• Previous research suggests that first-strike advantages can create commitment problems that lead rational leaders to opt for war, even when both sides are perfectly informed. In this article, we develop a formal model that extends upon this work. We include a more detailed account of war processes in order to determine what factors are most likely to cause first-strike advantages that lead to war. In particular, we decompose first-strike advantages into three underlying dimensions: tactical offensive advantages, mobilization advantages, and the destructiveness of an initial attack. Our model also allows states to counterattack, rather than, as typical in the literature, assume a single-stage conflict. By studying the interaction of these factors, we uncover surprising results about wars produced by first-strike advantages. First, offensive advantages can lead to war in the absence of mobilization advantages. However, they only do so when successful attacks can destroy an extremely large proportion of the enemy's military power. In contrast, mobilization advantages always increase the likelihood of war. Surprisingly, mobilization advantages are particularly likely to lead to war when combined with defensive advantages. We demonstrate that these mechanisms can explain war initiation through an examination of the 1967 and 1973 Arab-Israeli War

Working Papers

"When Do Power Shifts Cause War?"  (Presented at APSA 2018, ISSS-ISAC 2018, MPSA 2017, Four Corners Conflict Network 2017;  Awarded CU Graduates in Political Science Paper Prize)

  • Power shifts have been identified as a major cause of rational war through creating commitment problems (Fearon, 1995; Powell, 2006), and are widely used to explain both interstate and civil wars.  In this paper, I develop a formal model to reevaluate the logic of how power shifts cause war.   I relax the unrealistic assumption, included in previous models, that power shifts settle disputes permanently.  In addition, I include multiple possible causes of commitment problems in the same model.  Surprisingly, this model shows that rapid shifts in the underlying power balance can never be a proximate cause of rational war.  This model thus undermines the ``better now than later'' understanding of preventive war.  Instead, commitment problem wars are driven by disputes over indivisible sources of bargaining power, such as strategic territory, or regime type.  Among other interesting implications, a longer shadow of the future can make war more likely.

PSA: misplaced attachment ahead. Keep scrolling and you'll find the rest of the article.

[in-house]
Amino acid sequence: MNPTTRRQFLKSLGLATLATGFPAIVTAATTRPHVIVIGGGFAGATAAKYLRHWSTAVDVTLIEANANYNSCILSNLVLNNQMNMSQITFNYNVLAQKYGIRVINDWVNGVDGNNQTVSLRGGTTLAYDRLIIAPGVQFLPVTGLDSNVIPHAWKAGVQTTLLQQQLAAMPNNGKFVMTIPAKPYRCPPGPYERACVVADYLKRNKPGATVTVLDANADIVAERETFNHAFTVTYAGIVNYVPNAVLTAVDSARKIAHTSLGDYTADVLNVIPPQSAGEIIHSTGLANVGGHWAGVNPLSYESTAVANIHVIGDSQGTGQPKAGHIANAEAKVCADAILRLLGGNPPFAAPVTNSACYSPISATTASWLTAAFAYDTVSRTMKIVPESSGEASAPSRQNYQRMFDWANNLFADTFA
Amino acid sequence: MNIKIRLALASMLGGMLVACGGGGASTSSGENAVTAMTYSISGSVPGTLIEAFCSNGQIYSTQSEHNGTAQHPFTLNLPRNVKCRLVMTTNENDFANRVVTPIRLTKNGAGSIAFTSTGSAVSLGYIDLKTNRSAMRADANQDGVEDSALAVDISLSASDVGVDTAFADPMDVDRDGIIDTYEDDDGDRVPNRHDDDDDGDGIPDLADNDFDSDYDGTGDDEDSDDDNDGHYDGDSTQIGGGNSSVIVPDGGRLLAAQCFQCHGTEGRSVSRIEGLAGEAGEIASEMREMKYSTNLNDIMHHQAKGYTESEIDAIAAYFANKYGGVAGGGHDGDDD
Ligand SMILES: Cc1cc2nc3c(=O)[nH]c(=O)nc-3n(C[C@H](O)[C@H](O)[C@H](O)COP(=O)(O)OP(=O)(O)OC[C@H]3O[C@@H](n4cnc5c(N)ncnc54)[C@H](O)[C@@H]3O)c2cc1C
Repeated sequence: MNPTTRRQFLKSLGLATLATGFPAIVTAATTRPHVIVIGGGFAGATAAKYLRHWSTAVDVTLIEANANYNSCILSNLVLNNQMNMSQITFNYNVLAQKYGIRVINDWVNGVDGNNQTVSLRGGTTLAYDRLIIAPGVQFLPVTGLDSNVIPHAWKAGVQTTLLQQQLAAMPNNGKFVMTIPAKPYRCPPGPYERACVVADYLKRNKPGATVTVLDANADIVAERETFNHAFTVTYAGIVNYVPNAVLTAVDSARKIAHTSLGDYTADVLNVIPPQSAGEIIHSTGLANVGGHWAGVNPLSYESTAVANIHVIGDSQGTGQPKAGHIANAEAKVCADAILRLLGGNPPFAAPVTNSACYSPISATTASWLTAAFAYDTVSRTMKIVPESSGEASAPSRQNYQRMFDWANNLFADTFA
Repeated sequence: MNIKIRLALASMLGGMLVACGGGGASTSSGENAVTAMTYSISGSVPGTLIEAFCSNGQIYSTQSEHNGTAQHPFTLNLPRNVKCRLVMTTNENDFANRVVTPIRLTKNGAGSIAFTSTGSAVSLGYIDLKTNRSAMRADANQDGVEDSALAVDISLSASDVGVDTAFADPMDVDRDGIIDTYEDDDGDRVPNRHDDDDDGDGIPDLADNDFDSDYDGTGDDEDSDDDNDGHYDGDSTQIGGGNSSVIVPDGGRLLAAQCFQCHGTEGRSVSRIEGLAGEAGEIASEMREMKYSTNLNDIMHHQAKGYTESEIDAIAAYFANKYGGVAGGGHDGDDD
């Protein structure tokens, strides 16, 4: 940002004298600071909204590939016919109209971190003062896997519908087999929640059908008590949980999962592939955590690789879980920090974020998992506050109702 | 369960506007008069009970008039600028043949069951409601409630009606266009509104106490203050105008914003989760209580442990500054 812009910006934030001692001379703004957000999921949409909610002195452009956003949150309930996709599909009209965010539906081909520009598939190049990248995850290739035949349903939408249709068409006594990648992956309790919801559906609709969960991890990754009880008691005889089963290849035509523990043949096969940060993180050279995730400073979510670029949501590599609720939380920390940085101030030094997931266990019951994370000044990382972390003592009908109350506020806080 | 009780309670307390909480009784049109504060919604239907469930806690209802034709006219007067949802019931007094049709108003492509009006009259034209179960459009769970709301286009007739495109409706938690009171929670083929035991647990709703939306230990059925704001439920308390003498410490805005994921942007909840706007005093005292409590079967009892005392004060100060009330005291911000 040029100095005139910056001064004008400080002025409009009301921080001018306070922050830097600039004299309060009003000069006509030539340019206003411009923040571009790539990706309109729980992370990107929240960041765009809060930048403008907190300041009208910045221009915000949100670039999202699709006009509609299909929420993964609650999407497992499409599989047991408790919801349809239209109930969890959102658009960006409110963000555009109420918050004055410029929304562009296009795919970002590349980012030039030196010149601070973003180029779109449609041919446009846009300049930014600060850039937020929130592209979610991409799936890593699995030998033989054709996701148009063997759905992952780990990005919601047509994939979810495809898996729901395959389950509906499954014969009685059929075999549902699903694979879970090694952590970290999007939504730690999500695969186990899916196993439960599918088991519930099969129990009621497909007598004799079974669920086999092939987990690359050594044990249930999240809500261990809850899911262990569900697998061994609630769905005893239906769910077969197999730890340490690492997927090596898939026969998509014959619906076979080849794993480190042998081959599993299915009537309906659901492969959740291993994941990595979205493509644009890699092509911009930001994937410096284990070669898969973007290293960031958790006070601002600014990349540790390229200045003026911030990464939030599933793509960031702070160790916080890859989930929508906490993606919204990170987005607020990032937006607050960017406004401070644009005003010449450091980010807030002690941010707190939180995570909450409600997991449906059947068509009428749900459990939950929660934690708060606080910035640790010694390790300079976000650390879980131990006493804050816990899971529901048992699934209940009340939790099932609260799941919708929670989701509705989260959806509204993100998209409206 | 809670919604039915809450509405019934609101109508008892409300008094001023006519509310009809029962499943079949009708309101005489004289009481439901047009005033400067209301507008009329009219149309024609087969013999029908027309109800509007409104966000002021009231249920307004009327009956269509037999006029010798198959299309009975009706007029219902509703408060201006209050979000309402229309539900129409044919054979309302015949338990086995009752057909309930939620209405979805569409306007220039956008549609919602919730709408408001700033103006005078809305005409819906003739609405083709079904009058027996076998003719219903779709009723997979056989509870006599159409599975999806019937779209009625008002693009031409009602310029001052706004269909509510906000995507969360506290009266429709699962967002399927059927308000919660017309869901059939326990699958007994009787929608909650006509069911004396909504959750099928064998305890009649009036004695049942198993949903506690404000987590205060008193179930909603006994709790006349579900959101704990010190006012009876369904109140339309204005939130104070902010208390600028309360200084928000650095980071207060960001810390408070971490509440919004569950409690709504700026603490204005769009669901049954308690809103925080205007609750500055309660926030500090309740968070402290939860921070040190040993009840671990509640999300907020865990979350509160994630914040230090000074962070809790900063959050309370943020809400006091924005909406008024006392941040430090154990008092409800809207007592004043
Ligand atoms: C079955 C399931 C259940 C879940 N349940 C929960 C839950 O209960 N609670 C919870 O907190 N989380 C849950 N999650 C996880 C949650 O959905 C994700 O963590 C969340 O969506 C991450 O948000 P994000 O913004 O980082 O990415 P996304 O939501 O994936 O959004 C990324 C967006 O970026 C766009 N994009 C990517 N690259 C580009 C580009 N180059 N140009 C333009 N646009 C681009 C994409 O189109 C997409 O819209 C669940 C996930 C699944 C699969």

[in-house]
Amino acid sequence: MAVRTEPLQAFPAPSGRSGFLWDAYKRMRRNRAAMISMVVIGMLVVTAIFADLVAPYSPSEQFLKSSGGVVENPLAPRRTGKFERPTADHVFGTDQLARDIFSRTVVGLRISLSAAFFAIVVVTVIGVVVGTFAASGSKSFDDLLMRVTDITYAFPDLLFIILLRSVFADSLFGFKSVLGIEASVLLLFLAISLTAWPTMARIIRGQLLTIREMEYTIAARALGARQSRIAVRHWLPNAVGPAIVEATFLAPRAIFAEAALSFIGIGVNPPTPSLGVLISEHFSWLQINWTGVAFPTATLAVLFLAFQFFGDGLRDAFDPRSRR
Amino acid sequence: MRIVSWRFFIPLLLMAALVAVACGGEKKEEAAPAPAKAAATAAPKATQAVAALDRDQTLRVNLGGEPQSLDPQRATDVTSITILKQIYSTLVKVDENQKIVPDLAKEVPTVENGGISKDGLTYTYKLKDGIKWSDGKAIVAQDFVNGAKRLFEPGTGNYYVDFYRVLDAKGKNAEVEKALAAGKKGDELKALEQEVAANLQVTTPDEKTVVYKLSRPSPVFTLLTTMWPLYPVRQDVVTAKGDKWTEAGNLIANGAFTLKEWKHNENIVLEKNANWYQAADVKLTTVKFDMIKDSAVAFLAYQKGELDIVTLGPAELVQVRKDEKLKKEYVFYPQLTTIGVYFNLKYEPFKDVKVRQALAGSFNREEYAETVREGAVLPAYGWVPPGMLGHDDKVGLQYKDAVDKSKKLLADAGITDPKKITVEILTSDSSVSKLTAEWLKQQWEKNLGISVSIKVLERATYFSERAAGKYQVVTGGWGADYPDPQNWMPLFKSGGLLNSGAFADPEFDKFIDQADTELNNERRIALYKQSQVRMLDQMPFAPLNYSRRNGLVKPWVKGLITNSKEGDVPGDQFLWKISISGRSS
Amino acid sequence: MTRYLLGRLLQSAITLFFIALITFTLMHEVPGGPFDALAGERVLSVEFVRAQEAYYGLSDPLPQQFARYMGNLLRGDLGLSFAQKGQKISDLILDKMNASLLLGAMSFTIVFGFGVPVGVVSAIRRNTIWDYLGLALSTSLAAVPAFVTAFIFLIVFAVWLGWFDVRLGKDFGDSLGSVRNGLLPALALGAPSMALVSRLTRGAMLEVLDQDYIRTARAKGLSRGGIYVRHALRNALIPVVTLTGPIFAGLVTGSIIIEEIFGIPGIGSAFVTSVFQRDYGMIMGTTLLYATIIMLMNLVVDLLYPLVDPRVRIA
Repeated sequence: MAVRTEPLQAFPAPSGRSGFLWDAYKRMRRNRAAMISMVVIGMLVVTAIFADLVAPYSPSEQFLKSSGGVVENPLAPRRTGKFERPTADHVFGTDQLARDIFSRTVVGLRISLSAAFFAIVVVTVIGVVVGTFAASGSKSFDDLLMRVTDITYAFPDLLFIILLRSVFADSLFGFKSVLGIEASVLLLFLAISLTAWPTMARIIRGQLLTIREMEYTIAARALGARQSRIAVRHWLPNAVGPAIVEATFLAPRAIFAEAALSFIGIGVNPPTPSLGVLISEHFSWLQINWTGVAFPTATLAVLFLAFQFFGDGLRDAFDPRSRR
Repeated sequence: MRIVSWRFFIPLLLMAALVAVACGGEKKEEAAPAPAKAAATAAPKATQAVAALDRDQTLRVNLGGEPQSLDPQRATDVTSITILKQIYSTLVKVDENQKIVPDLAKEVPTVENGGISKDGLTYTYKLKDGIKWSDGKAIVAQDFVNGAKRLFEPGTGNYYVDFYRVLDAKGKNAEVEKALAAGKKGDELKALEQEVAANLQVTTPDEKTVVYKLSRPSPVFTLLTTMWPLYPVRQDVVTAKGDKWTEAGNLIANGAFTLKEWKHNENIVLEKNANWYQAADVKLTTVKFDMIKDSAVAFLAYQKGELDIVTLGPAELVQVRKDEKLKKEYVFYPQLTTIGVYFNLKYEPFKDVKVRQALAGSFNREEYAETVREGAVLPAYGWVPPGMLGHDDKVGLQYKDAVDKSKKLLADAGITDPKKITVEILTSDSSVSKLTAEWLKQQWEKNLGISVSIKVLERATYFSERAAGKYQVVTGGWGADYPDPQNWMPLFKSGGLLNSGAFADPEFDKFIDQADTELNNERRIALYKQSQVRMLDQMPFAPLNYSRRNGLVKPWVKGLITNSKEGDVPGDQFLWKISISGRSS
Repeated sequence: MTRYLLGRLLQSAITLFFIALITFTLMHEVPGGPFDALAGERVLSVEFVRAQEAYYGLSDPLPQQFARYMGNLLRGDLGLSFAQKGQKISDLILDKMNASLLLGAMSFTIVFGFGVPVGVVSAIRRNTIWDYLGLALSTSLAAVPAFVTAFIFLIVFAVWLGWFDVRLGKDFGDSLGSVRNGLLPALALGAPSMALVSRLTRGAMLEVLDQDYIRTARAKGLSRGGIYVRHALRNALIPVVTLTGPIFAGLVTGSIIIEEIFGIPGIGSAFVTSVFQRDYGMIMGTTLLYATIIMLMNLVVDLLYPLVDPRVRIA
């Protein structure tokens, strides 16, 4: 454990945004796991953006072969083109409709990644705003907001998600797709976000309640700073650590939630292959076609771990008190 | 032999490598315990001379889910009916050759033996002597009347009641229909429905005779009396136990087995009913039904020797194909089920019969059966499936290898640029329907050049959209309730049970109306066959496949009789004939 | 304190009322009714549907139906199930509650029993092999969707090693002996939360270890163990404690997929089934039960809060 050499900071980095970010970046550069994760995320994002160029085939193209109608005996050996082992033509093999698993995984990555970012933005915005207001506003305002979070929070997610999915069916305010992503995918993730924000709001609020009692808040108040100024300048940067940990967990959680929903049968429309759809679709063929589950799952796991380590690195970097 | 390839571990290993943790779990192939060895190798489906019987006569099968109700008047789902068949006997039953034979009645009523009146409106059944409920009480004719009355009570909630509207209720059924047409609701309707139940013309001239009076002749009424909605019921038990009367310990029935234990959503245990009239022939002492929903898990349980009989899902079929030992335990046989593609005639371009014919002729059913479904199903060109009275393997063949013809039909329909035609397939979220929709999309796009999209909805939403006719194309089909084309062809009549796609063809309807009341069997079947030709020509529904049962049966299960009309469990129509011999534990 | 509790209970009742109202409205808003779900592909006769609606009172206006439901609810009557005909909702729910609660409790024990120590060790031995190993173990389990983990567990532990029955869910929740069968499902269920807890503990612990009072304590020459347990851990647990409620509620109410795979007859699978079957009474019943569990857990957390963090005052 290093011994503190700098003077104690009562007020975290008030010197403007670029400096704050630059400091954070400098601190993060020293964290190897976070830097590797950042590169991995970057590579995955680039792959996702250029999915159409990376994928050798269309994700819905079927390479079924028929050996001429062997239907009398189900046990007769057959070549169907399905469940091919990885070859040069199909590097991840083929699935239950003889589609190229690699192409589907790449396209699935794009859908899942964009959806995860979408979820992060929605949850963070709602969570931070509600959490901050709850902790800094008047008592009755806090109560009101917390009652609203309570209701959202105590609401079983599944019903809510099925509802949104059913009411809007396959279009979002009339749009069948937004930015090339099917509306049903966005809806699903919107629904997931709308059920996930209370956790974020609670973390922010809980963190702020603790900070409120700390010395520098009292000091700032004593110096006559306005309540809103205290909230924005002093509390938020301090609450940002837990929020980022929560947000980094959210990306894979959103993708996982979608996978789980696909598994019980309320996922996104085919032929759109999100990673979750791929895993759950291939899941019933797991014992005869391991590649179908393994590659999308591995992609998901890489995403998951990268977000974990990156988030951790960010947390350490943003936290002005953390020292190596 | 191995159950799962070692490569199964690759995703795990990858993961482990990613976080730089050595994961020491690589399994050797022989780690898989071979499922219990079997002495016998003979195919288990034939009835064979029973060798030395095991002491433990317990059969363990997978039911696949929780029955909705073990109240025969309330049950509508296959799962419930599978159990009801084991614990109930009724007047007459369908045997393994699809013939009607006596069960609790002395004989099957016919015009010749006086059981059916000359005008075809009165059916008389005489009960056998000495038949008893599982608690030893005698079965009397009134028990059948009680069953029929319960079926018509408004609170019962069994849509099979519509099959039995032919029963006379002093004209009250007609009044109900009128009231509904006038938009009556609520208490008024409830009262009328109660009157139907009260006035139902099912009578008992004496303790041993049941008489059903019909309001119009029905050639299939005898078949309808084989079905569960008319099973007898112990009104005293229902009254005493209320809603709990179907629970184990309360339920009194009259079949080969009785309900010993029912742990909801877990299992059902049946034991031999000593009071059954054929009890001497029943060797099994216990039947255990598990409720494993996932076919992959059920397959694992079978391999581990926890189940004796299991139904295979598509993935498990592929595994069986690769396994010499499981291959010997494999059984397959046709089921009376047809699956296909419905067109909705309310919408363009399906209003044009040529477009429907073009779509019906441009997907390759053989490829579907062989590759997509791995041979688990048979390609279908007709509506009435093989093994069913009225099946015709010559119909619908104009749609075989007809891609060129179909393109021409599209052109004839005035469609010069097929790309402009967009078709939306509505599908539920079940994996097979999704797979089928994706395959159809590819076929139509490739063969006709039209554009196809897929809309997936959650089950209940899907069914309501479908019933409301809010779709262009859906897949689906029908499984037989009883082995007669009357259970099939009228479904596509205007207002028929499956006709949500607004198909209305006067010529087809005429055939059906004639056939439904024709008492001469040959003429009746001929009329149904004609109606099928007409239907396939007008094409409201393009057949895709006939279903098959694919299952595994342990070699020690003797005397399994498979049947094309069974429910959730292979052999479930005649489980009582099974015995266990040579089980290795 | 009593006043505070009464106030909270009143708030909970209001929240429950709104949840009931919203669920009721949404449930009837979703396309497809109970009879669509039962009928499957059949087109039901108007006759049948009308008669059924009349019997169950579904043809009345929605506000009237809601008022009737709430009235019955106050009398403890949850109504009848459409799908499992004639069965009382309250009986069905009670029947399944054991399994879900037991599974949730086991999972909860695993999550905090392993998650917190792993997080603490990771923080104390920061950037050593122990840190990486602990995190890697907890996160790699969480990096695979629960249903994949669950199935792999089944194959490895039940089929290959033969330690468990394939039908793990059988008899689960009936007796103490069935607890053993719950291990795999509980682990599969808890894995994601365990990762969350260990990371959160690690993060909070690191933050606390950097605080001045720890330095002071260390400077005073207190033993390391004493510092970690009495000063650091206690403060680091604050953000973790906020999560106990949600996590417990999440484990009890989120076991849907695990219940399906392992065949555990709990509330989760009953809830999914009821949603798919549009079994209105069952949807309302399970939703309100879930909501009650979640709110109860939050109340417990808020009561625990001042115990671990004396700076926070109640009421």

"A Rationalist Model of Compellence."  (Presented at ISA 2018, Four Corners Conflict Network 2018)
  • Economic sanctions, coercive bombing, terrorism, and many guerilla wars represent a common bargaining situation.  In each of these cases, the target of coercion retains complete control over the conflict outcome.  The coercer cannot directly achieve their goals with the means chosen, and only the potential costs of future punishment could induce concessions.  In this paper, I examine this basic model of compellence, which reveals several interesting findings.  In any finite duration game, punishment actions are completely useless in inducing concessions as long as they are mutually costly.  In infinitely repeated versions of the game, equilibria do exist where the target does make concessions.  However, these always coexist with an equilibrium where the target makes no concessions, and no punishment is initiated.  These no concessions equilibria exist even if there is uncertainty and regardless of the relative costs of the punishment to the two parties.  I suggest that in coercion scenarios, the no-concessions equilibrium is generally more likely than the concessions equilibrium, as the target has a greater ability to adopt a policy of never making concessions.  Thus, observed sanctions, coercive bombardment and terrorism can only occur in two basic cases.  First, punishment may be an attempt to shift the equilibrium, which requires the development of a theory of equilibrium choice.  Second, they may occur for purposes other than immediately inducing concessions, such as being of symbolic value, serving as a costly signal for more direct action, or changing the opinion of publics or third parties.